Commitment and Consistency Bias

Category
Business / Psychology
Description
"Even when it acts against our best interest our tendency is to be consistent with our prior commitments, ideas, thoughts, words, and actions. As a byproduct of confirmation bias, we rarely seek disconfirming evidence of what we believe. This, after all, makes it easier to maintain our positive self-image. Part of the reason this happens is our desire to appear and feel like we’re right. We also want to show people our conviction. This shouldn’t come as a surprise. Society values consistency and conviction even when it is wrong. We associate consistency with intellectual and personal strength, rationality, honesty, and stability. On the other hand, the person who is perceived as inconsistent is also seen as confused, two-faced, even mentally ill in certain extreme circumstances." - Farnam Street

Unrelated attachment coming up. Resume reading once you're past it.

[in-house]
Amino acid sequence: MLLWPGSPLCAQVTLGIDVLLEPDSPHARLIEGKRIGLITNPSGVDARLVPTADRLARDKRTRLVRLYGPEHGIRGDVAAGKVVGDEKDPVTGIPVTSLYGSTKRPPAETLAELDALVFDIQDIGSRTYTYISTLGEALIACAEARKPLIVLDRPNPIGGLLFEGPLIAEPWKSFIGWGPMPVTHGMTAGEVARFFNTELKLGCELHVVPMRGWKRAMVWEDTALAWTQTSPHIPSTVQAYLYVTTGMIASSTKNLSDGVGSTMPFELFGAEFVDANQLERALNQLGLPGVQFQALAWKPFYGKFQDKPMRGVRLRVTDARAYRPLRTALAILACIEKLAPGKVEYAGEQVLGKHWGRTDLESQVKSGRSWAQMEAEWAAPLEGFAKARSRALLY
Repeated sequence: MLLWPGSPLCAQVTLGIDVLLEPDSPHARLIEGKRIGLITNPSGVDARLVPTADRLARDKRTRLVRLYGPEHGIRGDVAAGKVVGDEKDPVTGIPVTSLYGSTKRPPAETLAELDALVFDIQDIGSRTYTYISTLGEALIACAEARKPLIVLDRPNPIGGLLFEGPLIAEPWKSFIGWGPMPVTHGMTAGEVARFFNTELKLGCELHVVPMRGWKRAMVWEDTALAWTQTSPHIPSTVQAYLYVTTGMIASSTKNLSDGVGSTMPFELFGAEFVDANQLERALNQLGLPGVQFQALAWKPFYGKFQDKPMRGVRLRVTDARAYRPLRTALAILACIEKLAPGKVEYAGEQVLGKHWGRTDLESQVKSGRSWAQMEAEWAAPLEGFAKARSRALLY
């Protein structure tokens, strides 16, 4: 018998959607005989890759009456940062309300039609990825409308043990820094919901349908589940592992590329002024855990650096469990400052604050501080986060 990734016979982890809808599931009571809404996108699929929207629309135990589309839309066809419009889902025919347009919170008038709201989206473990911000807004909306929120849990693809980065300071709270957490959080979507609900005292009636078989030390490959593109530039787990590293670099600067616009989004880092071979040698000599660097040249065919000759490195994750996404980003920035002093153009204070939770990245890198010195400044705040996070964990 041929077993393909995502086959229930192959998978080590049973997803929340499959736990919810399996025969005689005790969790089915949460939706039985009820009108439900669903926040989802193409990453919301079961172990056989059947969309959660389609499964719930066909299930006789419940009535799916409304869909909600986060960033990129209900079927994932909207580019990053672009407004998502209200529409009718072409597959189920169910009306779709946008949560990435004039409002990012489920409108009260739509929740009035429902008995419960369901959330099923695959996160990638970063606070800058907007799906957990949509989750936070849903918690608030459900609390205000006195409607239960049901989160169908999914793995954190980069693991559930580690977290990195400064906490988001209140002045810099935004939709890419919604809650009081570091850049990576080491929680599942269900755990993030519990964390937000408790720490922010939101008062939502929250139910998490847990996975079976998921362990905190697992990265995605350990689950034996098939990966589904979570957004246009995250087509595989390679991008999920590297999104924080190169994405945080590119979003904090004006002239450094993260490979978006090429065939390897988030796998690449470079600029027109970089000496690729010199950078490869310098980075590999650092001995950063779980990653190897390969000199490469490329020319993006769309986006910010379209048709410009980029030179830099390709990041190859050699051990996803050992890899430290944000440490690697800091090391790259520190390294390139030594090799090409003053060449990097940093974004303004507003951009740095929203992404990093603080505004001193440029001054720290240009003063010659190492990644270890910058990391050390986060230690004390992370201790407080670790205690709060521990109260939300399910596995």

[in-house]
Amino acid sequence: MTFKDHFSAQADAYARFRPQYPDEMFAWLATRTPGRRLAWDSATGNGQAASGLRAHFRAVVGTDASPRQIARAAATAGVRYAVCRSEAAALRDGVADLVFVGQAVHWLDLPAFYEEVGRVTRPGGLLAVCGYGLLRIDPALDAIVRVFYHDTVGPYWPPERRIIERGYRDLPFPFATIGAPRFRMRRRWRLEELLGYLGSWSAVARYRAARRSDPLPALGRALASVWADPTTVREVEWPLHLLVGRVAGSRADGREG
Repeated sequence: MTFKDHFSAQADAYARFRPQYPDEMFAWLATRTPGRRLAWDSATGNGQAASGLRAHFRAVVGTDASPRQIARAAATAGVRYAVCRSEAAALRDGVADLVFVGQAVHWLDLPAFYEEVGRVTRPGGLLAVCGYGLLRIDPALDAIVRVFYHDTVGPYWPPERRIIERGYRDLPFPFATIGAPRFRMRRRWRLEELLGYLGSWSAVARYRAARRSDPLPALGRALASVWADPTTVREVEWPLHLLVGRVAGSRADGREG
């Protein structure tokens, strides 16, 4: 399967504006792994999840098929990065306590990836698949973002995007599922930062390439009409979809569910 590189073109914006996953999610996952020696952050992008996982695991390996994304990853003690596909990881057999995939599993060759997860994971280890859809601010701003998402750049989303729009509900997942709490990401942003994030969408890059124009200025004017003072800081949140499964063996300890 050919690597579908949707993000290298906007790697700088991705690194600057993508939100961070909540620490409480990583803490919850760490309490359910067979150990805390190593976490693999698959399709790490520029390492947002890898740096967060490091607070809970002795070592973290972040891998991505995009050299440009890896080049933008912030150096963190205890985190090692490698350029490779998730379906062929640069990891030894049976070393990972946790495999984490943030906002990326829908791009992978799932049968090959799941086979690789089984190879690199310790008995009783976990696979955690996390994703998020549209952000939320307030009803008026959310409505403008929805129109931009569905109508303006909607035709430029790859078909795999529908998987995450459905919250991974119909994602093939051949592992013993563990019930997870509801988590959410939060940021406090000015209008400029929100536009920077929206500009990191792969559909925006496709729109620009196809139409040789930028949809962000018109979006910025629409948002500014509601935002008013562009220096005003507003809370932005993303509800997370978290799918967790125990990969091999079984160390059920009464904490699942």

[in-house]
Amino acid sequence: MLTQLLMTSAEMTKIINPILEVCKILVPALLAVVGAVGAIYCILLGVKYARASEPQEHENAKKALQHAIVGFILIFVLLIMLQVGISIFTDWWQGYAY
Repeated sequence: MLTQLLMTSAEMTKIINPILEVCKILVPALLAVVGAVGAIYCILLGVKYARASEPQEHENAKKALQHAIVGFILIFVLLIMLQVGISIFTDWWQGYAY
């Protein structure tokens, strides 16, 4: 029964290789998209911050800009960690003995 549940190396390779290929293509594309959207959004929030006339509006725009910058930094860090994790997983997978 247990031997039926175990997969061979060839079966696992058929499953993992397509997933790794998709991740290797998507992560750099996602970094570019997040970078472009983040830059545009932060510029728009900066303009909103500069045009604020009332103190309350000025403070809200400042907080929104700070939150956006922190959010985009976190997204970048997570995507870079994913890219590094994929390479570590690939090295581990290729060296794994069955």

Person
Resource Datasbase
Source
James Clear Mental Models Overview